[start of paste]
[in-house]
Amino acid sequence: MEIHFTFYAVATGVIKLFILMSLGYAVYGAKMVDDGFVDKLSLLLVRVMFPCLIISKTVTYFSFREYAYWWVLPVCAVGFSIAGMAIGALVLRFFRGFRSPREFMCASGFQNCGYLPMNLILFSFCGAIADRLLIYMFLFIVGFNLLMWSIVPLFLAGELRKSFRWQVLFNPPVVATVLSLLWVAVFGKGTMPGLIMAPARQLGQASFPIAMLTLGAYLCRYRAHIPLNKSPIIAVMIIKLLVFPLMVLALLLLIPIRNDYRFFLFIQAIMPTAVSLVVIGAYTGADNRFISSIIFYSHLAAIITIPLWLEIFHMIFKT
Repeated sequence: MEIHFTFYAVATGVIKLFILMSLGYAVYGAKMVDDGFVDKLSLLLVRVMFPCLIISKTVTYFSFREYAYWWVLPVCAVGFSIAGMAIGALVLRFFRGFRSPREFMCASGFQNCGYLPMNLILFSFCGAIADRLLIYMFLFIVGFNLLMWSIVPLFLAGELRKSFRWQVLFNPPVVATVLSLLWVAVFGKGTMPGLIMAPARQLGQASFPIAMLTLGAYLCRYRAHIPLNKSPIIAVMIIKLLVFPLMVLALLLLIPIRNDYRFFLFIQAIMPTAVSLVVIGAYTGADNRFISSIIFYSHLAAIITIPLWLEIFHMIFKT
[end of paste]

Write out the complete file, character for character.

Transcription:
[in-house]
Amino acid sequence: MEIHFTFYAVATGVIKLFILMSLGYAVYGAKMVDDGFVDKLSLLLVRVMFPCLIISKTVTYFSFREYAYWWVLPVCAVGFSIAGMAIGALVLRFFRGFRSPREFMCASGFQNCGYLPMNLILFSFCGAIADRLLIYMFLFIVGFNLLMWSIVPLFLAGELRKSFRWQVLFNPPVVATVLSLLWVAVFGKGTMPGLIMAPARQLGQASFPIAMLTLGAYLCRYRAHIPLNKSPIIAVMIIKLLVFPLMVLALLLLIPIRNDYRFFLFIQAIMPTAVSLVVIGAYTGADNRFISSIIFYSHLAAIITIPLWLEIFHMIFKT
Repeated sequence: MEIHFTFYAVATGVIKLFILMSLGYAVYGAKMVDDGFVDKLSLLLVRVMFPCLIISKTVTYFSFREYAYWWVLPVCAVGFSIAGMAIGALVLRFFRGFRSPREFMCASGFQNCGYLPMNLILFSFCGAIADRLLIYMFLFIVGFNLLMWSIVPLFLAGELRKSFRWQVLFNPPVVATVLSLLWVAVFGKGTMPGLIMAPARQLGQASFPIAMLTLGAYLCRYRAHIPLNKSPIIAVMIIKLLVFPLMVLALLLLIPIRNDYRFFLFIQAIMPTAVSLVVIGAYTGADNRFISSIIFYSHLAAIITIPLWLEIFHMIFKT